Spring Summer 09

The Core


Portrait of a Painter

Where the Squirrels Are Cuter than Dante

The Secret History of Butternut Playlot

Hallowed Hall


Editor's Note

Seen & Heard

Bizarre Bazaar

Top Ten: Course Adoptions

Suited Up

Strongly Disagree/Strongly Agree

Bring It On


Try Not to Bite Your Partner

Street Smarts

Roscoe Park 8 Takes Over

Go Ask Alumni

Where the Squirrels Are Cuter than Dante and Fun Does Freeze Over

University archivists squirrel away T-shirts where the end of the world began.

By Carrie Golus, AB'91, AM'93
Photography by Dan Dry

The year was 1987, the place was Hale House, and Joel Stitzel, AB’88, had a date with destiny.

Stitzel, who drew various comic strips for the Maroon as an undergrad, was asked to create the design for the house’s fundraising T-shirt. The infamous slogan, as Stitzel recalls, was created by Patrick Paulin, AB’92: “Hell Does Freeze Over.”

The slogan has been repurposed for many other T-shirts over the years, but some aspects of the original shirt have been forgotten, such as Stitzel’s image of the U of C phoenix standing atop a pile of ice cubes. The original also included a Latin motto, “Crescat Tutula, Universitas Ditetur,” which “was supposed to translate as, ‘By Increasing Tuition, Let the University Become Enriched,’” Stitzel says. “But I was relying on a guy named Dan, who swore up and down that he knew Latin—as I’d never taken it—for the translation, and it might not be entirely correct.”

The T-shirts, which were simple black ink on white cotton, were a monster hit, raising so much money for Hale House “that there was a half-serious discussion of ‘seceding’ from the Shoreland, so we wouldn’t have to share it with the rest of the dorm,” says Stitzel. “How we were supposed to get to and from the ninth floor without using building resources like the elevators and staircases was never properly fleshed out.”

Until recently, such T-shirts would have ended up—as Stitzel’s did—buried in a box in the basement. Now the Library’s Special Collections Research Center, where papers and other objects documenting University history are housed, is trying to fill out its T-shirt holdings. The shirts may still end up in a box in the basement, but it will be an archival box, kept at a constant temperature and humidity—and the garments will be available for research and exhibitions. “We treat the T-shirts with just as much care as we do any of our other collections,” says accessions manager Robin Secco.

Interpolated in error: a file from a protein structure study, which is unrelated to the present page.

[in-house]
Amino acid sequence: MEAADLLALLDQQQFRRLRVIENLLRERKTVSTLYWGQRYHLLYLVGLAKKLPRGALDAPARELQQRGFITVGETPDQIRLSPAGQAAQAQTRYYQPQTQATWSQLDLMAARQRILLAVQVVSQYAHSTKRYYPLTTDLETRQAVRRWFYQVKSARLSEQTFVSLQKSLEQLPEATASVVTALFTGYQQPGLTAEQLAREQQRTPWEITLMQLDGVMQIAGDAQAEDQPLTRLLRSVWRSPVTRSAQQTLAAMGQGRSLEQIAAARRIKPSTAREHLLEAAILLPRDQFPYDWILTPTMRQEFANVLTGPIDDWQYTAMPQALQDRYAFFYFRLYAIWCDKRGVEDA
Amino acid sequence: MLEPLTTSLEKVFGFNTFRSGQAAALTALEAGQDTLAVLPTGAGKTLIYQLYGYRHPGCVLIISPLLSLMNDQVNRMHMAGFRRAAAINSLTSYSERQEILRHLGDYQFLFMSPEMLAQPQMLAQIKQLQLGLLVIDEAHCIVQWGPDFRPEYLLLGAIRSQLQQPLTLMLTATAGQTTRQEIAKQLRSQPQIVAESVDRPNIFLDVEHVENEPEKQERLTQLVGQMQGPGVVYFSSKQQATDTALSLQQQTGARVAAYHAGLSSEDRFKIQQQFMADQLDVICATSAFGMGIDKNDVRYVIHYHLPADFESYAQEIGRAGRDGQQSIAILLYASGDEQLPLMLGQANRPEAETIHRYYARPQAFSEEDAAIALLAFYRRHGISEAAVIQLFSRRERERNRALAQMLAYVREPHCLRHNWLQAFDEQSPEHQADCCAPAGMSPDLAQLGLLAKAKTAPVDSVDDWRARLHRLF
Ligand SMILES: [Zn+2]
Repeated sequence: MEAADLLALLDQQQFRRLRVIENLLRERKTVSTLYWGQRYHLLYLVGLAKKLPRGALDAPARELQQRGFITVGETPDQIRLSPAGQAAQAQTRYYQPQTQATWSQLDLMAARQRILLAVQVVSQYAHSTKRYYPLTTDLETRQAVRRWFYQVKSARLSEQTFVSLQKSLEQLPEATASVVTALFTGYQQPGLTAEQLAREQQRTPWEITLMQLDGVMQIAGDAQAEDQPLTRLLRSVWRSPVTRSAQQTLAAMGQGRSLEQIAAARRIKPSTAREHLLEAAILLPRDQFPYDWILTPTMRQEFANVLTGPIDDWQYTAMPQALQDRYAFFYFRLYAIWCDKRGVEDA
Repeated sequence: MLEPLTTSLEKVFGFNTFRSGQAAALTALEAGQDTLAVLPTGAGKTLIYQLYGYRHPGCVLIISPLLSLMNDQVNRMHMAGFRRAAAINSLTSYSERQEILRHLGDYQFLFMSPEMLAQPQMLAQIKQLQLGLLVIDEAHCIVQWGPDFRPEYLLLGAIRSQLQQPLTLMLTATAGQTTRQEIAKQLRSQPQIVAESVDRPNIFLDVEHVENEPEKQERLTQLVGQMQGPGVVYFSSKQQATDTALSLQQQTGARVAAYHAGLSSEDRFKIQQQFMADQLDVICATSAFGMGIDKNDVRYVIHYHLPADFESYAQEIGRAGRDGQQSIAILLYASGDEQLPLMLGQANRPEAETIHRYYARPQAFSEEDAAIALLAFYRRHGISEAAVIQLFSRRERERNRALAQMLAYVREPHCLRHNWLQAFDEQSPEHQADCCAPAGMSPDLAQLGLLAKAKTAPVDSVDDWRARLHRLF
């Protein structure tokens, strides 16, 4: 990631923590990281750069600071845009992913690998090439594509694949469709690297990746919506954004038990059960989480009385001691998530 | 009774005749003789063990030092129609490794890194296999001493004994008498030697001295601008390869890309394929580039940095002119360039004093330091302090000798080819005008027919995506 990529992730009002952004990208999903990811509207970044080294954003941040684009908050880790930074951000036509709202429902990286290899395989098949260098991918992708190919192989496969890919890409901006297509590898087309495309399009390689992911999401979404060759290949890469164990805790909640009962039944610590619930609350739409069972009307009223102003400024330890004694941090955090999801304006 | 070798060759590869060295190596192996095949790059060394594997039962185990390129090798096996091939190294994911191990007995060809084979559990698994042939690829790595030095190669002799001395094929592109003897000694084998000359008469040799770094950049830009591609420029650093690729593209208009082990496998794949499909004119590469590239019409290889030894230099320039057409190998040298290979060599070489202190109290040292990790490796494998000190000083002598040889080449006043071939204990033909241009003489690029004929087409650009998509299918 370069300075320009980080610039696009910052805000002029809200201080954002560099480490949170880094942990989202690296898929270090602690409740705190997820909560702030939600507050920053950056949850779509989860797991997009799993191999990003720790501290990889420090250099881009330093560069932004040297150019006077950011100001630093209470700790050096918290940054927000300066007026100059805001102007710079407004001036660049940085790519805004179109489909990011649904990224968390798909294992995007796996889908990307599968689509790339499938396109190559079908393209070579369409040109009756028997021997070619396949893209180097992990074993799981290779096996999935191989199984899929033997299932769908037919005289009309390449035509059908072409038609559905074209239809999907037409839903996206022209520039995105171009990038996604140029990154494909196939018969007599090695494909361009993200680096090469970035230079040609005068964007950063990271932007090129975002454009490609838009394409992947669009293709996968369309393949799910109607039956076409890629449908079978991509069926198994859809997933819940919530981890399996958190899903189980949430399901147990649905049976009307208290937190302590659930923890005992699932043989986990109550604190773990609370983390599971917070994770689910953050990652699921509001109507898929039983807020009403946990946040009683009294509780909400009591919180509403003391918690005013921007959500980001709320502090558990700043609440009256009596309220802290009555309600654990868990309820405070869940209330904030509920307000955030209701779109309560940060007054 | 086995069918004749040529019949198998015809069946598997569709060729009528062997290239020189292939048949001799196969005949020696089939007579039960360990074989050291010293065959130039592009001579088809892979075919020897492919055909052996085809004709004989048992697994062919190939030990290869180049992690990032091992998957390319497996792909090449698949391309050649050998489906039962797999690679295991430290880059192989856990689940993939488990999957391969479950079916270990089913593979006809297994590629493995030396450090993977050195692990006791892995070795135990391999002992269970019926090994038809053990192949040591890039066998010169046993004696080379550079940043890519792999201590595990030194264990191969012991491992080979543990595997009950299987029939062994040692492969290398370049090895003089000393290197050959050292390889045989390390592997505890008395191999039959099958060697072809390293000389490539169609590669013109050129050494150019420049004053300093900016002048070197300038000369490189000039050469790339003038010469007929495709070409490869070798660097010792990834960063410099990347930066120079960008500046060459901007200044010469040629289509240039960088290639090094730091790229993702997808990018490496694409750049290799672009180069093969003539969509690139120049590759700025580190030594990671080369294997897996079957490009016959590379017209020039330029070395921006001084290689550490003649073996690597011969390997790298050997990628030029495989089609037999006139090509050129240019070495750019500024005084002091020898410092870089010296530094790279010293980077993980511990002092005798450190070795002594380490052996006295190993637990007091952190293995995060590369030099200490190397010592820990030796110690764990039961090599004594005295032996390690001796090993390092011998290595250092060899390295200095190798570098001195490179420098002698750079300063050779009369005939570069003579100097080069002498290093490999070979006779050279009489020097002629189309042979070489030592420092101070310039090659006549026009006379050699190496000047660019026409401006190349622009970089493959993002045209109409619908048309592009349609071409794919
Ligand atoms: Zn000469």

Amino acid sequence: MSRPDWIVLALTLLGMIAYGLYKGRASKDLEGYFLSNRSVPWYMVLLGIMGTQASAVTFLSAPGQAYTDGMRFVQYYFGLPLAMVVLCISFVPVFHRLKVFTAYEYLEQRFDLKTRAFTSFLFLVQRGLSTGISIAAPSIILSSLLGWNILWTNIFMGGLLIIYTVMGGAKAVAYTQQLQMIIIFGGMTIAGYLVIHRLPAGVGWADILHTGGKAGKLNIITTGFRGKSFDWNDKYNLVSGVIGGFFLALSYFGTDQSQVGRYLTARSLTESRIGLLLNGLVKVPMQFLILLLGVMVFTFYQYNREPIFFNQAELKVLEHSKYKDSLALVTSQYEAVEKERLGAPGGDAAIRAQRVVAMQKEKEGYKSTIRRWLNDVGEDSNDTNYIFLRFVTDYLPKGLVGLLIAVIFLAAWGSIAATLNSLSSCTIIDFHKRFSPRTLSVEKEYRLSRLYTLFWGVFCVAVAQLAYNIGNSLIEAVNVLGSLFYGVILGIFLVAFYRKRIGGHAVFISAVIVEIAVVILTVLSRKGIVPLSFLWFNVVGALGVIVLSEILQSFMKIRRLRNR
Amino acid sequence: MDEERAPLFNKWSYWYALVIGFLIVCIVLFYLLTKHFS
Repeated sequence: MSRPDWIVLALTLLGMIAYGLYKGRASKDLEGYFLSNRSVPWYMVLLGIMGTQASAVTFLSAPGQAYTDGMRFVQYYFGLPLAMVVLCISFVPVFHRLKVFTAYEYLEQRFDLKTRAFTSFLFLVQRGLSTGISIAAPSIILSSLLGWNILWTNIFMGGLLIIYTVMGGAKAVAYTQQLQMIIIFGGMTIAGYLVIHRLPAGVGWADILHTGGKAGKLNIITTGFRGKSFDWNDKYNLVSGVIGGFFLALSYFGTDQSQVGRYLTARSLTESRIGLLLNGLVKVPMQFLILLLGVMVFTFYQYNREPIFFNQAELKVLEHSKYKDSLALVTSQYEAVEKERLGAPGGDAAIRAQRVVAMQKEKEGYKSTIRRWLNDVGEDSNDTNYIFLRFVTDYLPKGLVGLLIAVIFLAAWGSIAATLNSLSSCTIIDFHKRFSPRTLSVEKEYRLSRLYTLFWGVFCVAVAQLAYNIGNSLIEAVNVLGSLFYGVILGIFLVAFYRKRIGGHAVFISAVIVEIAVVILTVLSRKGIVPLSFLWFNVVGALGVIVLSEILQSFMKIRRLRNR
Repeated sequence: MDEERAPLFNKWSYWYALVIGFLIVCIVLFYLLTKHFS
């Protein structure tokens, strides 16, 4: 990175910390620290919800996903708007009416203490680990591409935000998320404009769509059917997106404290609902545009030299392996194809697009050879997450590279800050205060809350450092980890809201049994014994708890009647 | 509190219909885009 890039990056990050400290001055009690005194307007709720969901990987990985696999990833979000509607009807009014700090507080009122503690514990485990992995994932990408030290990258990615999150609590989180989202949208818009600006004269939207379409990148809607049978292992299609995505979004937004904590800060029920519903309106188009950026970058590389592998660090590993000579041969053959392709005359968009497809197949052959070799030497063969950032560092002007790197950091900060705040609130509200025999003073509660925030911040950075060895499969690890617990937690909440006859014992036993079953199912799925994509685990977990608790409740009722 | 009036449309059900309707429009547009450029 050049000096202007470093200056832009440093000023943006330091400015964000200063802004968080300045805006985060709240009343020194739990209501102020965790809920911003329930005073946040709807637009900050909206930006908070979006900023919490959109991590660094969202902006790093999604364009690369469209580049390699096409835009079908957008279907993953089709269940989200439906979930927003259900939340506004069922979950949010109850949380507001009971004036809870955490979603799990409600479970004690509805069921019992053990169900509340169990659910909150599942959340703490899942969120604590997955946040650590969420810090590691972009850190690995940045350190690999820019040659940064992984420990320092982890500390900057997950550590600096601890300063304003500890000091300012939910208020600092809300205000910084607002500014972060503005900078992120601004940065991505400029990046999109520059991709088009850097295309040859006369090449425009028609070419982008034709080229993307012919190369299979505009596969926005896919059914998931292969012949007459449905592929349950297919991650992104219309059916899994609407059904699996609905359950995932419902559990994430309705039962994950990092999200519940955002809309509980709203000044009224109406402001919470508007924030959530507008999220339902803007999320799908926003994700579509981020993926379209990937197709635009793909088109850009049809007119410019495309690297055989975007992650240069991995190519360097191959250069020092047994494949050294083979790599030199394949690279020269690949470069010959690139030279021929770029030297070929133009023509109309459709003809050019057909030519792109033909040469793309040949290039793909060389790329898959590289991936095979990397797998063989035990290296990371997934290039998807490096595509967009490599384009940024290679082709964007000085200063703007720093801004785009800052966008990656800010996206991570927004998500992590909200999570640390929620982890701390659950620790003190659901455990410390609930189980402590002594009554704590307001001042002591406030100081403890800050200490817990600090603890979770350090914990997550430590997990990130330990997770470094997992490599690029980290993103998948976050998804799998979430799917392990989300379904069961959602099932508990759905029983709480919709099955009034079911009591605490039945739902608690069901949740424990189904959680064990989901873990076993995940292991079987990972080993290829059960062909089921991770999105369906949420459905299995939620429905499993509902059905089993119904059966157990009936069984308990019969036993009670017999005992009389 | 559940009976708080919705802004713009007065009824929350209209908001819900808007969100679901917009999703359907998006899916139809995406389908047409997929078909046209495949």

So far, Special Collections has about 20 shirts, as well as a kimono commemorating a baseball game played against Japan’s Waseda University in 1925. “I wouldn’t call what we have a collection,” says University archivist Daniel Meyer, AM’75, PhD’94. “I would call it ‘a gathering.’” For archivists, “collection” has a specific meaning: it’s intended to be complete or comprehensive. “There are obviously many T-shirts that we would like to have that aren’t here.”

Since Special Collections has no acquisitions funds whatsoever, it is entirely dependent on donations. Many of the shirts “come in at the bottom of a box” when professors or administrators clean out their offices and donate papers, says Meyer. “Maybe there’s a T-shirt there, maybe a mug, maybe a paperweight.”

University T-shirts tend to fall into three primary categories. There are “generalized messages,” Meyer says. “‘Where Fun Comes to Die’ is a T-shirt that works for the whole campus.” (This is Secco’s favorite, tied with the “Reg Rat” shirt: “He’s kind of cute,” she says of the rat.)